Senate to Clinton Administration: End Flat HIV Prevention Funding
September 2, 1998
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"The prevention increase sends a strong bi-partisan message to the Clinton Administration that future flat-funding will not be tolerated," said Daniel Zingale, AIDS Action's executive director. "We need to treat prevention like the vaccine we so desperately crave. But the Senate failed to send a similar message about programs for those already infected."
The Senate Labor-HHS Appropriation Subcommittee's approved $3.81 billion for AIDS research, treatment and prevention, including $68 million in increases for Ryan White funding for Fiscal Year 1999. This figure is almost $100 million less than the President's request and almost $115 million less than what was passed by the House Labor-HHS Subcommittee.
The subcommittee's action would bring total prevention funding in FY99 to $631.7 million, $6.8 million more than FY98 and nearly $10 million more than what President Clinton requested. While this increase falls far short of what's necessary for a reinvigorated HIV prevention effort, it nonetheless sends a strong message to President Clinton to end flat funding in FY2000 budget.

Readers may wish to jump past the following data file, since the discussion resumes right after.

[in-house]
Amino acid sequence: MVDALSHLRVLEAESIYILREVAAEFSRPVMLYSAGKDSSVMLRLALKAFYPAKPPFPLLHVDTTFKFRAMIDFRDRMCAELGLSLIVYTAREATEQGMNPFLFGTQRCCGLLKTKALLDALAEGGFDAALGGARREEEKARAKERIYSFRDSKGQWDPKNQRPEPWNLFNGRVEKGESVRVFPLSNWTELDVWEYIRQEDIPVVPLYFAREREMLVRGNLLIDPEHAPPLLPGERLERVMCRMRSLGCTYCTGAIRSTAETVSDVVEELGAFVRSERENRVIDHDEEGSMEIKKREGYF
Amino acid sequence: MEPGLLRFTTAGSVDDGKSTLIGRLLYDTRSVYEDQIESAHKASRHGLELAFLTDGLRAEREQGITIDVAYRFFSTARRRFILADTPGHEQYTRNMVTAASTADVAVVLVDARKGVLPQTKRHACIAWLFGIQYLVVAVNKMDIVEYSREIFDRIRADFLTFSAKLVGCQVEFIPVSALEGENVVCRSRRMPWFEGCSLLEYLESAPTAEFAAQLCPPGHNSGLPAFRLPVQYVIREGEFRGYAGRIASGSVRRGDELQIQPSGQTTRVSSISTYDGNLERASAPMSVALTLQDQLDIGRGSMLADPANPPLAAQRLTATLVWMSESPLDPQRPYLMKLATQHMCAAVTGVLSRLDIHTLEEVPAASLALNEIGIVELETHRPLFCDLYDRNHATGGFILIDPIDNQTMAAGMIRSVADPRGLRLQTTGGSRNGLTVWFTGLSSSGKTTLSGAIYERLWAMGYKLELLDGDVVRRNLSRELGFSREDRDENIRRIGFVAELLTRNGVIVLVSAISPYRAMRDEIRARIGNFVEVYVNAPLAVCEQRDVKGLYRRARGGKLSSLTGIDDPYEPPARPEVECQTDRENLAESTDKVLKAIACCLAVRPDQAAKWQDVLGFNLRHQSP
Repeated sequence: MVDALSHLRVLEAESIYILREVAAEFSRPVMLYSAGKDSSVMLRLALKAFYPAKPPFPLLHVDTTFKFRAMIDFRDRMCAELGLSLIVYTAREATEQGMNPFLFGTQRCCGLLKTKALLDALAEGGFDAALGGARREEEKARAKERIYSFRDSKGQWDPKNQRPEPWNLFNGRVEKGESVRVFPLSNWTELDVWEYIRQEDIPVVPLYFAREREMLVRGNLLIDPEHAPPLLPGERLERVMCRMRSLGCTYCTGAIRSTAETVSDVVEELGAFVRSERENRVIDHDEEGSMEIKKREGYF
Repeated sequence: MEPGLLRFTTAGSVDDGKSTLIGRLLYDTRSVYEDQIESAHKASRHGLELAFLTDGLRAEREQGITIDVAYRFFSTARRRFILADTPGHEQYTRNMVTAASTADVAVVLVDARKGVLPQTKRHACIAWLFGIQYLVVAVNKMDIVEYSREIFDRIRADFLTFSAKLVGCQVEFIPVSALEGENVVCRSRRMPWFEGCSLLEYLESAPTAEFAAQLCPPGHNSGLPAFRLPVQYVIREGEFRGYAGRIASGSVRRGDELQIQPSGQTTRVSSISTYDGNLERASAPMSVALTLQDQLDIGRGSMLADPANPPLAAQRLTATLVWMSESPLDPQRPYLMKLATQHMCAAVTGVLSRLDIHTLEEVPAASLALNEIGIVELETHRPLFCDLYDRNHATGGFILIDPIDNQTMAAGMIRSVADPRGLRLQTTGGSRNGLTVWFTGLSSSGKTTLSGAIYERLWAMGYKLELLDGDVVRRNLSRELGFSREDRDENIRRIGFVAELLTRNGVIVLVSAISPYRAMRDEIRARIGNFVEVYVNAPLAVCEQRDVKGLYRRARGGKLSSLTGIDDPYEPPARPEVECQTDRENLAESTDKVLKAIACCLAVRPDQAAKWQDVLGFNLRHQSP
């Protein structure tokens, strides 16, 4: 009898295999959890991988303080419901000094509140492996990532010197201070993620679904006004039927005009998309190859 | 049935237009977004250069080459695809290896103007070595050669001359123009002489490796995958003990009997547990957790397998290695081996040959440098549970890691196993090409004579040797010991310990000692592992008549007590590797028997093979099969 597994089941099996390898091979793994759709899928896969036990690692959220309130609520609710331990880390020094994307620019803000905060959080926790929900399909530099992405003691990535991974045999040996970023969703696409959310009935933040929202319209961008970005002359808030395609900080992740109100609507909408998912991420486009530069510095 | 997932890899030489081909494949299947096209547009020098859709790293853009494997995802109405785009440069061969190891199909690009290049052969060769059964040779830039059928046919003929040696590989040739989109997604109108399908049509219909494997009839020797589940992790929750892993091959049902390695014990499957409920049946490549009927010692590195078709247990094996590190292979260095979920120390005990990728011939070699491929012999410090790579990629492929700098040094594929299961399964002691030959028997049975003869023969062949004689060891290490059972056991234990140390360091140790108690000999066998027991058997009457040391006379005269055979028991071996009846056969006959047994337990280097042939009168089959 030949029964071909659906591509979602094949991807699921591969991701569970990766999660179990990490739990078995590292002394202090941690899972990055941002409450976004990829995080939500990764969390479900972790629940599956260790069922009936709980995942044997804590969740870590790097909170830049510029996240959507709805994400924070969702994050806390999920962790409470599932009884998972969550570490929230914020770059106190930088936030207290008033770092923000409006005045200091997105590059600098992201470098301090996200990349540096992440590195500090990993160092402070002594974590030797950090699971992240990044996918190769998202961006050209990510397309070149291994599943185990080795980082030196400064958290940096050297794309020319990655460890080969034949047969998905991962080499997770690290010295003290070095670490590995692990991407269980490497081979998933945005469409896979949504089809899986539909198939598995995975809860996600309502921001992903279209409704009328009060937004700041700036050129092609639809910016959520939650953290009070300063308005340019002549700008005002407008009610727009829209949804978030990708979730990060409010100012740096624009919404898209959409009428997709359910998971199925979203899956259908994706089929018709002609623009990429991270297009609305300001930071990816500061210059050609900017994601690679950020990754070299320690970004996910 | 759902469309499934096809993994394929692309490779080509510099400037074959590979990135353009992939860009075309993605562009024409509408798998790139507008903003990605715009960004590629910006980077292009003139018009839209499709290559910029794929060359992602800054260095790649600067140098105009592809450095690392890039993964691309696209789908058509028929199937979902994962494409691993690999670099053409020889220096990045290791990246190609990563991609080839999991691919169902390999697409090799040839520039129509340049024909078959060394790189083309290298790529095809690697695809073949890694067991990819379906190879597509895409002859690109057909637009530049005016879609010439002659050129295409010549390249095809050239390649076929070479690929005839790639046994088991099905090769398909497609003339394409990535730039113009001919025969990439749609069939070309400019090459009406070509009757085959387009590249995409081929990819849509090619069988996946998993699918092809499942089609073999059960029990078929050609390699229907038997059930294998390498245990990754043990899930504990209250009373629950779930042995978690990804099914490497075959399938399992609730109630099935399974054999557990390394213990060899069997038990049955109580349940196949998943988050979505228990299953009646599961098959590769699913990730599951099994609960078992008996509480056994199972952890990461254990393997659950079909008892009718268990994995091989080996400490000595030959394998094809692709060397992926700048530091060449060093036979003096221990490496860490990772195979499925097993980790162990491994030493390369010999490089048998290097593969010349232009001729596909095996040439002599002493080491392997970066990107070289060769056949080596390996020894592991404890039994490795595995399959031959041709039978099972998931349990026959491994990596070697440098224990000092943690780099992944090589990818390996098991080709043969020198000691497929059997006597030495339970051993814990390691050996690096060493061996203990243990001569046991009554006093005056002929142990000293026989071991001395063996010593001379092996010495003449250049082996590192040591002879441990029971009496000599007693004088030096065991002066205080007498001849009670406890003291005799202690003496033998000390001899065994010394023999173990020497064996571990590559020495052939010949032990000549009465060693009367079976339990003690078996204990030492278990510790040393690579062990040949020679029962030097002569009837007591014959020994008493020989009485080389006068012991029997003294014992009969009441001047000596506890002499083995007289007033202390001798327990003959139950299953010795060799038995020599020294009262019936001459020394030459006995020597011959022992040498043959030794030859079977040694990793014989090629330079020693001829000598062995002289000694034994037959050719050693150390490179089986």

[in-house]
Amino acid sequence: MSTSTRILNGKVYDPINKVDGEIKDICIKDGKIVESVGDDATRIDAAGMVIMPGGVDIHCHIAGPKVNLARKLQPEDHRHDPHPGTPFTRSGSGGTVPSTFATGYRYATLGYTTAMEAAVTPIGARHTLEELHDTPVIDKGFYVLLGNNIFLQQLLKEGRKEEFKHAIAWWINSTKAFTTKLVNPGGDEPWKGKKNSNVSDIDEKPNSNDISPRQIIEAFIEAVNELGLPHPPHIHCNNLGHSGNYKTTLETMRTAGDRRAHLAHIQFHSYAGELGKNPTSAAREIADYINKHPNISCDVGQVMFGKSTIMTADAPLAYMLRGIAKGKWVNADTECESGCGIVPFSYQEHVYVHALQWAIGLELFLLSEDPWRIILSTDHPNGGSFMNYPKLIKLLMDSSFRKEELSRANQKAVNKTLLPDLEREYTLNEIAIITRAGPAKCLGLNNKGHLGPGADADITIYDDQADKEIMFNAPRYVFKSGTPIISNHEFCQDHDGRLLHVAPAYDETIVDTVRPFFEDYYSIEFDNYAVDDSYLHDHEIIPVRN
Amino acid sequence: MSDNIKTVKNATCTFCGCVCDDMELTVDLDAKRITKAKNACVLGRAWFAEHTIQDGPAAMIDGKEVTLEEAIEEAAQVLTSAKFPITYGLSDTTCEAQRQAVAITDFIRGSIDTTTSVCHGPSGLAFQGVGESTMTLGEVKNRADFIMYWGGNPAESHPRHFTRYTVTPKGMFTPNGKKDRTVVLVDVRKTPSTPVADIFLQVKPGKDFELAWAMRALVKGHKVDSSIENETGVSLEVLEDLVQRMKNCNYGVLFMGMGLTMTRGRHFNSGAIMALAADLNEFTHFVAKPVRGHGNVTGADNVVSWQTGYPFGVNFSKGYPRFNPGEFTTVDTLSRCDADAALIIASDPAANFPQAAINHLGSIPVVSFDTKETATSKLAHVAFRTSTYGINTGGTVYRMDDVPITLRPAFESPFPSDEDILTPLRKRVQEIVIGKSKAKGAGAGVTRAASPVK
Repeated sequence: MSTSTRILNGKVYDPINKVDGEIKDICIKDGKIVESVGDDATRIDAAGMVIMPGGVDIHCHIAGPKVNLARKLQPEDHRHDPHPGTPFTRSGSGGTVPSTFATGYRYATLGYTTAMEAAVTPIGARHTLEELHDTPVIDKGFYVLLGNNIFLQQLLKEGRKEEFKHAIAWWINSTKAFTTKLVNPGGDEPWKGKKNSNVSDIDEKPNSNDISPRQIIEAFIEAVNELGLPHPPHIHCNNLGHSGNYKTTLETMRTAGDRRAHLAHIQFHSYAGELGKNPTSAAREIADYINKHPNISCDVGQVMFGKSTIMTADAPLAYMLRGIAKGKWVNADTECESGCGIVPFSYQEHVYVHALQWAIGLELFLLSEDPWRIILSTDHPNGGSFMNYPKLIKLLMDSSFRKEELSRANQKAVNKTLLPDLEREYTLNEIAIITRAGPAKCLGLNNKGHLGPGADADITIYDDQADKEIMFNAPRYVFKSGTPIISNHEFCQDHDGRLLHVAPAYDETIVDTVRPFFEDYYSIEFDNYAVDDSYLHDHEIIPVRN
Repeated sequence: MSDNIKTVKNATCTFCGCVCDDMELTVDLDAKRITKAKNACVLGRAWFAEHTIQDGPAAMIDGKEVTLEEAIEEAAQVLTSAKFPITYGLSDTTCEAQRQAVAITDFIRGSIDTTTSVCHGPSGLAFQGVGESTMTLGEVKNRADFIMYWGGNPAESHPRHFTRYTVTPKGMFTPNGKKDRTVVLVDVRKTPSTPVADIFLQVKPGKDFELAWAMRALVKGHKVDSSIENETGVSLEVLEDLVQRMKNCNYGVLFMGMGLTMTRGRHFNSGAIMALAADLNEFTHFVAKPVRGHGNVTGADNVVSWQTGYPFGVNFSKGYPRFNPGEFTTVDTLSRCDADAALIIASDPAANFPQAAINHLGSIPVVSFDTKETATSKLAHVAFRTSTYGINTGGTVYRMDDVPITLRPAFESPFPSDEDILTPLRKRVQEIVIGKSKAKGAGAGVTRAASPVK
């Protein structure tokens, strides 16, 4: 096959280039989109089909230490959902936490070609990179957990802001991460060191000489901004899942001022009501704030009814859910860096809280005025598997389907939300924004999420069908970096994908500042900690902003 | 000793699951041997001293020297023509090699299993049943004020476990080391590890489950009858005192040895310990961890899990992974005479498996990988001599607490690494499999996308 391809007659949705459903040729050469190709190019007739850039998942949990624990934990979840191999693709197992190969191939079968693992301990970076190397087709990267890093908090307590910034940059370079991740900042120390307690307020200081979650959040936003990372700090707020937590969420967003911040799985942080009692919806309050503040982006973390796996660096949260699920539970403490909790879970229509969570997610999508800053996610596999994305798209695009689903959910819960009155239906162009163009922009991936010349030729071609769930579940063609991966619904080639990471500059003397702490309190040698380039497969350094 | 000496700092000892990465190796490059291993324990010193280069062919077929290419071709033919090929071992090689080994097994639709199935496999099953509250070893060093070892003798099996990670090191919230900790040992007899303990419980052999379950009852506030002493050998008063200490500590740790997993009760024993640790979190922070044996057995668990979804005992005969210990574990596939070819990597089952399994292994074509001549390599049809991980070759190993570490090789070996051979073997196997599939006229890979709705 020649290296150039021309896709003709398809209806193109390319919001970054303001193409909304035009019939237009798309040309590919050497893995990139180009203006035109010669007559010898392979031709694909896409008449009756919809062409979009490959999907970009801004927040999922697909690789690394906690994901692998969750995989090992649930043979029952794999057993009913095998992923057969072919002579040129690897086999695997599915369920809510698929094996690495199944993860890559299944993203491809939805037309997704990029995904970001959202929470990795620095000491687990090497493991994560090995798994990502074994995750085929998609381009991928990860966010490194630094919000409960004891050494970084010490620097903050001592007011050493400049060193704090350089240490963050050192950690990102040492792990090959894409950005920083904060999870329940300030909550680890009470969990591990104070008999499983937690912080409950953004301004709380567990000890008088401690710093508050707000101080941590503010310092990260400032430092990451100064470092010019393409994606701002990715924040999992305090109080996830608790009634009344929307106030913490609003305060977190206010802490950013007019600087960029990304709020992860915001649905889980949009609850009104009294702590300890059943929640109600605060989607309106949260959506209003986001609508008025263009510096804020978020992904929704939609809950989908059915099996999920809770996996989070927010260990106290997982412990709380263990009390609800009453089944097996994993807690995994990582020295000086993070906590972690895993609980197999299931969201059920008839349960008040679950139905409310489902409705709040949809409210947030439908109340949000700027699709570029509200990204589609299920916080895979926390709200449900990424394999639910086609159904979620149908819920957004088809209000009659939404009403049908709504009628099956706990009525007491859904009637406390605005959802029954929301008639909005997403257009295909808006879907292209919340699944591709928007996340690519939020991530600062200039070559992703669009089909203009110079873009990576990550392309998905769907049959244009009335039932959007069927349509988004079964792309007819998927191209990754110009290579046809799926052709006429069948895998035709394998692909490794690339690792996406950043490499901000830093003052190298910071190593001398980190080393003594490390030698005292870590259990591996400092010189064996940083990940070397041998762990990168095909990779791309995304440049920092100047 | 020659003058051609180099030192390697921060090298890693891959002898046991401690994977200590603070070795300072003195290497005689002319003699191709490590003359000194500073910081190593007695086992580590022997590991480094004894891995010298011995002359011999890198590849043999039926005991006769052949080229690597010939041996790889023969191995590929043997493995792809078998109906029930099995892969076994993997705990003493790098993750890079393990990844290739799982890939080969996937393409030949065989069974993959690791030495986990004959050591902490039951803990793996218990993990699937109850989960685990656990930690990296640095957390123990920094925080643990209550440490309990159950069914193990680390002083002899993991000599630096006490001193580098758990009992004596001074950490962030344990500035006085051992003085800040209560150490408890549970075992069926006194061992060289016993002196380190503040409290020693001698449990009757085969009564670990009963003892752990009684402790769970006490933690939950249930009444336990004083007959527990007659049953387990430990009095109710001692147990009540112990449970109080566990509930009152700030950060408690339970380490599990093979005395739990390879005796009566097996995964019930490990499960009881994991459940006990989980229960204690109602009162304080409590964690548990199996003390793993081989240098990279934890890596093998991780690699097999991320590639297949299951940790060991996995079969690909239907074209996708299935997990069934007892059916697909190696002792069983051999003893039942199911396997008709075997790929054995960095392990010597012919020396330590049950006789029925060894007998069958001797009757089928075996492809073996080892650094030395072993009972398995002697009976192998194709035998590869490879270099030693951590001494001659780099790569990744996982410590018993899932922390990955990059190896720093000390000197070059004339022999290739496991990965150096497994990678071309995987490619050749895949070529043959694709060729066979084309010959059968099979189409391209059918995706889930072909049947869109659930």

AIDS Action has made HIV prevention a top priority. On July 21, AIDS Action launched the Virtual Vaccine, a ten-point plan for reinvigorated HIV prevention. Included in the plan are a twenty-five percent increase in funding at the Centers for Disease Control and Prevention, treatment on request to help stem the twin epidemics of substance abuse and AIDS, a national effort for better access to rapid HIV testing and creation of a Web site featuring anonymous E-mail, prevention counselors, condom ads on television programs rated "S" for sexual content and a national testing referral database.
"While HIV infection rates race ahead, national leadership is standing in place," said Daniel Zingale, AIDS Action's executive director. "If we had a medical vaccine, forces would be mobilized to deploy it. Today we have a virtual vaccine, prevention, and those forces are paralyzed. During roughly the same two years during which HIV infection rates have increased, federal prevention funding has remained flat, and no bold prevention initiatives have been proposed by the Clinton Administration."
This article was provided by AIDS Action Council.